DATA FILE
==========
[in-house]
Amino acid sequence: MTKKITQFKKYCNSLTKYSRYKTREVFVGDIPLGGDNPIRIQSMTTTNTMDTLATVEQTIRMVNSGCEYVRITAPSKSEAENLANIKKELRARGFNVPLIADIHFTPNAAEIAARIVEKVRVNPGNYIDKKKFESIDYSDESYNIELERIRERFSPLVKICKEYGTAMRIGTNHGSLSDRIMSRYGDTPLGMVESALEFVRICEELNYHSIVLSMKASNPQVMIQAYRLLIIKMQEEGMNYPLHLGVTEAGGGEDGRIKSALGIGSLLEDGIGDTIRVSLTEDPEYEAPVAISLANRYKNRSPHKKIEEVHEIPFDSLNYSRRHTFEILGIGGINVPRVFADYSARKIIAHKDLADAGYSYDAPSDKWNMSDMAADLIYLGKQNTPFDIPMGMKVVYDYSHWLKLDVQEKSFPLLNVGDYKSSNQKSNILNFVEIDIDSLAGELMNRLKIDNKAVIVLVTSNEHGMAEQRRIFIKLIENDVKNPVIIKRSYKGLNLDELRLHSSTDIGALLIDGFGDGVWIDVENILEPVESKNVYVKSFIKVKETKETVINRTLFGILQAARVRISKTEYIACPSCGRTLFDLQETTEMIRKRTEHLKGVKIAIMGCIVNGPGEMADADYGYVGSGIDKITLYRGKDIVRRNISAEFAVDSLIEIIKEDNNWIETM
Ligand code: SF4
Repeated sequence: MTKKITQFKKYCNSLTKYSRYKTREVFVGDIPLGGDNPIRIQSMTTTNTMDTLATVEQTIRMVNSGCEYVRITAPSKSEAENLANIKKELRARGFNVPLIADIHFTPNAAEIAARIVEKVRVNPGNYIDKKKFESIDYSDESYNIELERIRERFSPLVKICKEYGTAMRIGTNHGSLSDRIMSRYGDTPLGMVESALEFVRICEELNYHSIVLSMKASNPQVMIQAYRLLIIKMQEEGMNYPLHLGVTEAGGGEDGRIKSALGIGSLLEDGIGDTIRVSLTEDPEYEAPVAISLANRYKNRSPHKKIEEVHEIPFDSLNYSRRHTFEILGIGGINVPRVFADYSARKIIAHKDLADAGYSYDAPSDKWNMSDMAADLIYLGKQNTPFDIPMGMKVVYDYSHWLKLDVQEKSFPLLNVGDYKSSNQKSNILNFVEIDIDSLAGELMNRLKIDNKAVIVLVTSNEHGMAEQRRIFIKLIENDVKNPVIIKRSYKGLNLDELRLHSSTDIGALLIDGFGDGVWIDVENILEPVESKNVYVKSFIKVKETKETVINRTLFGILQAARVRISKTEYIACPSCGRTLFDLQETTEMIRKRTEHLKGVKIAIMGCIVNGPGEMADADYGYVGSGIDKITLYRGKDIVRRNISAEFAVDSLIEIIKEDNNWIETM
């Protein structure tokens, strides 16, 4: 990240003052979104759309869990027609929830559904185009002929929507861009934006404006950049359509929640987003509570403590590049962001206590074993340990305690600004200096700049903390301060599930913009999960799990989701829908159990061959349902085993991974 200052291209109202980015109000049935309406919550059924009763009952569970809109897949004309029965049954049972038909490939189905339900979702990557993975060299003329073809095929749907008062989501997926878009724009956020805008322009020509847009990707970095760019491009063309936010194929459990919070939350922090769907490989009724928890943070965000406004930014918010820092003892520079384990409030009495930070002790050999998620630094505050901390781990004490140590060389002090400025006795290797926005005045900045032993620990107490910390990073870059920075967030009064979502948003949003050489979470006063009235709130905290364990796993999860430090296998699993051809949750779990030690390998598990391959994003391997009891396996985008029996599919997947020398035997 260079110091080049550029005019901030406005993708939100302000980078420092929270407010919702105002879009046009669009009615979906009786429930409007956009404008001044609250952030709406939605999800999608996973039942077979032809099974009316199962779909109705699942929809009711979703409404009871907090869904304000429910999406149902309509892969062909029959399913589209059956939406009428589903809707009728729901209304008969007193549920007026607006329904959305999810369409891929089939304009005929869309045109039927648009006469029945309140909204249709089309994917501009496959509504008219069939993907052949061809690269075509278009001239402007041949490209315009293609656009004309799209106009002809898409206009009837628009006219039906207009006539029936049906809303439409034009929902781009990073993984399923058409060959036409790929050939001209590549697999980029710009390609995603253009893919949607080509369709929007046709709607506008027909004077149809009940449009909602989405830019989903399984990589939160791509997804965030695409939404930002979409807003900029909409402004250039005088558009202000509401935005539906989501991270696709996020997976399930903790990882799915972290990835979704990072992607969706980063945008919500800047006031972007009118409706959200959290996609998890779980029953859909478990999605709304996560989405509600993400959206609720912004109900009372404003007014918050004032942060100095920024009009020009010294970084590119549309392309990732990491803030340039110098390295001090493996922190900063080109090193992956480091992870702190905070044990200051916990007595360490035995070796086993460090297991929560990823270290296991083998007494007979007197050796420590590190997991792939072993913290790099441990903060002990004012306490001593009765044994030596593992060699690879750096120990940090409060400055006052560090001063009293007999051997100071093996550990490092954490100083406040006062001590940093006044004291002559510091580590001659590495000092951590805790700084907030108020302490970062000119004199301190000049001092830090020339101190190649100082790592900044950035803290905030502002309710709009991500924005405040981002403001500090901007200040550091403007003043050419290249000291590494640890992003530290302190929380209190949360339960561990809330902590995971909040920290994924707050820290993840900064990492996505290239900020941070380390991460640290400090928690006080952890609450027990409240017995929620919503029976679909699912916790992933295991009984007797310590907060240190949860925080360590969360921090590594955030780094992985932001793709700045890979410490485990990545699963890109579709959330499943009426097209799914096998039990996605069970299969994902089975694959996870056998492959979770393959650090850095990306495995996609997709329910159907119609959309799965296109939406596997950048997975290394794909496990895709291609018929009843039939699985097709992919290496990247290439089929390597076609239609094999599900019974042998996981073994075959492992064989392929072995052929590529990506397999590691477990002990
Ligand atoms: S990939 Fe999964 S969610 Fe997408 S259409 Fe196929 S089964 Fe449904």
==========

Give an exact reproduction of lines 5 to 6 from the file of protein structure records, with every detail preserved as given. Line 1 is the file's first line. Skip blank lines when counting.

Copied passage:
């Protein structure tokens, strides 16, 4: 990240003052979104759309869990027609929830559904185009002929929507861009934006404006950049359509929640987003509570403590590049962001206590074993340990305690600004200096700049903390301060599930913009999960799990989701829908159990061959349902085993991974 200052291209109202980015109000049935309406919550059924009763009952569970809109897949004309029965049954049972038909490939189905339900979702990557993975060299003329073809095929749907008062989501997926878009724009956020805008322009020509847009990707970095760019491009063309936010194929459990919070939350922090769907490989009724928890943070965000406004930014918010820092003892520079384990409030009495930070002790050999998620630094505050901390781990004490140590060389002090400025006795290797926005005045900045032993620990107490910390990073870059920075967030009064979502948003949003050489979470006063009235709130905290364990796993999860430090296998699993051809949750779990030690390998598990391959994003391997009891396996985008029996599919997947020398035997 260079110091080049550029005019901030406005993708939100302000980078420092929270407010919702105002879009046009669009009615979906009786429930409007956009404008001044609250952030709406939605999800999608996973039942077979032809099974009316199962779909109705699942929809009711979703409404009871907090869904304000429910999406149902309509892969062909029959399913589209059956939406009428589903809707009728729901209304008969007193549920007026607006329904959305999810369409891929089939304009005929869309045109039927648009006469029945309140909204249709089309994917501009496959509504008219069939993907052949061809690269075509278009001239402007041949490209315009293609656009004309799209106009002809898409206009009837628009006219039906207009006539029936049906809303439409034009929902781009990073993984399923058409060959036409790929050939001209590549697999980029710009390609995603253009893919949607080509369709929007046709709607506008027909004077149809009940449009909602989405830019989903399984990589939160791509997804965030695409939404930002979409807003900029909409402004250039005088558009202000509401935005539906989501991270696709996020997976399930903790990882799915972290990835979704990072992607969706980063945008919500800047006031972007009118409706959200959290996609998890779980029953859909478990999605709304996560989405509600993400959206609720912004109900009372404003007014918050004032942060100095920024009009020009010294970084590119549309392309990732990491803030340039110098390295001090493996922190900063080109090193992956480091992870702190905070044990200051916990007595360490035995070796086993460090297991929560990823270290296991083998007494007979007197050796420590590190997991792939072993913290790099441990903060002990004012306490001593009765044994030596593992060699690879750096120990940090409060400055006052560090001063009293007999051997100071093996550990490092954490100083406040006062001590940093006044004291002559510091580590001659590495000092951590805790700084907030108020302490970062000119004199301190000049001092830090020339101190190649100082790592900044950035803290905030502002309710709009991500924005405040981002403001500090901007200040550091403007003043050419290249000291590494640890992003530290302190929380209190949360339960561990809330902590995971909040920290994924707050820290993840900064990492996505290239900020941070380390991460640290400090928690006080952890609450027990409240017995929620919503029976679909699912916790992933295991009984007797310590907060240190949860925080360590969360921090590594955030780094992985932001793709700045890979410490485990990545699963890109579709959330499943009426097209799914096998039990996605069970299969994902089975694959996870056998492959979770393959650090850095990306495995996609997709329910159907119609959309799965296109939406596997950048997975290394794909496990895709291609018929009843039939699985097709992919290496990247290439089929390597076609239609094999599900019974042998996981073994075959492992064989392929072995052929590529990506397999590691477990002990
Ligand atoms: S990939 Fe999964 S969610 Fe997408 S259409 Fe196929 S089964 Fe449904």